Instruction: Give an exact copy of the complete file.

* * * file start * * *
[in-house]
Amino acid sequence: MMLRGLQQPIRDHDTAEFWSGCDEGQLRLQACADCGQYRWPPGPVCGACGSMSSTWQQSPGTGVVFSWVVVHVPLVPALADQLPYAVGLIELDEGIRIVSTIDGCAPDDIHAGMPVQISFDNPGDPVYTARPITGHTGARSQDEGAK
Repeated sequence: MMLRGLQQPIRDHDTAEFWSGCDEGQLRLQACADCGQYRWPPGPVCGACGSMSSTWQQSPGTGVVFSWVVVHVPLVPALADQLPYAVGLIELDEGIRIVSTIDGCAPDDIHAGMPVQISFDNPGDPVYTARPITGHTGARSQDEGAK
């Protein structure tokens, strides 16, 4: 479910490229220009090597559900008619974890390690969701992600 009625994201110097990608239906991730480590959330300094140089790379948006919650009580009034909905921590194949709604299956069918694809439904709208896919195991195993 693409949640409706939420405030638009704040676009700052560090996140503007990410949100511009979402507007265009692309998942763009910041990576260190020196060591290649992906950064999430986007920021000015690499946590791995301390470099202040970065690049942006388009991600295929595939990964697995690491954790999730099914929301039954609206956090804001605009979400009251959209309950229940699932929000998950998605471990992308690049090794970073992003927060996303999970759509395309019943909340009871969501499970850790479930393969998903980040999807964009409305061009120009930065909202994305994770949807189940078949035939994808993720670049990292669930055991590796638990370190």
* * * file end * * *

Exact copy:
[in-house]
Amino acid sequence: MMLRGLQQPIRDHDTAEFWSGCDEGQLRLQACADCGQYRWPPGPVCGACGSMSSTWQQSPGTGVVFSWVVVHVPLVPALADQLPYAVGLIELDEGIRIVSTIDGCAPDDIHAGMPVQISFDNPGDPVYTARPITGHTGARSQDEGAK
Repeated sequence: MMLRGLQQPIRDHDTAEFWSGCDEGQLRLQACADCGQYRWPPGPVCGACGSMSSTWQQSPGTGVVFSWVVVHVPLVPALADQLPYAVGLIELDEGIRIVSTIDGCAPDDIHAGMPVQISFDNPGDPVYTARPITGHTGARSQDEGAK
């Protein structure tokens, strides 16, 4: 479910490229220009090597559900008619974890390690969701992600 009625994201110097990608239906991730480590959330300094140089790379948006919650009580009034909905921590194949709604299956069918694809439904709208896919195991195993 693409949640409706939420405030638009704040676009700052560090996140503007990410949100511009979402507007265009692309998942763009910041990576260190020196060591290649992906950064999430986007920021000015690499946590791995301390470099202040970065690049942006388009991600295929595939990964697995690491954790999730099914929301039954609206956090804001605009979400009251959209309950229940699932929000998950998605471990992308690049090794970073992003927060996303999970759509395309019943909340009871969501499970850790479930393969998903980040999807964009409305061009120009930065909202994305994770949807189940078949035939994808993720670049990292669930055991590796638990370190």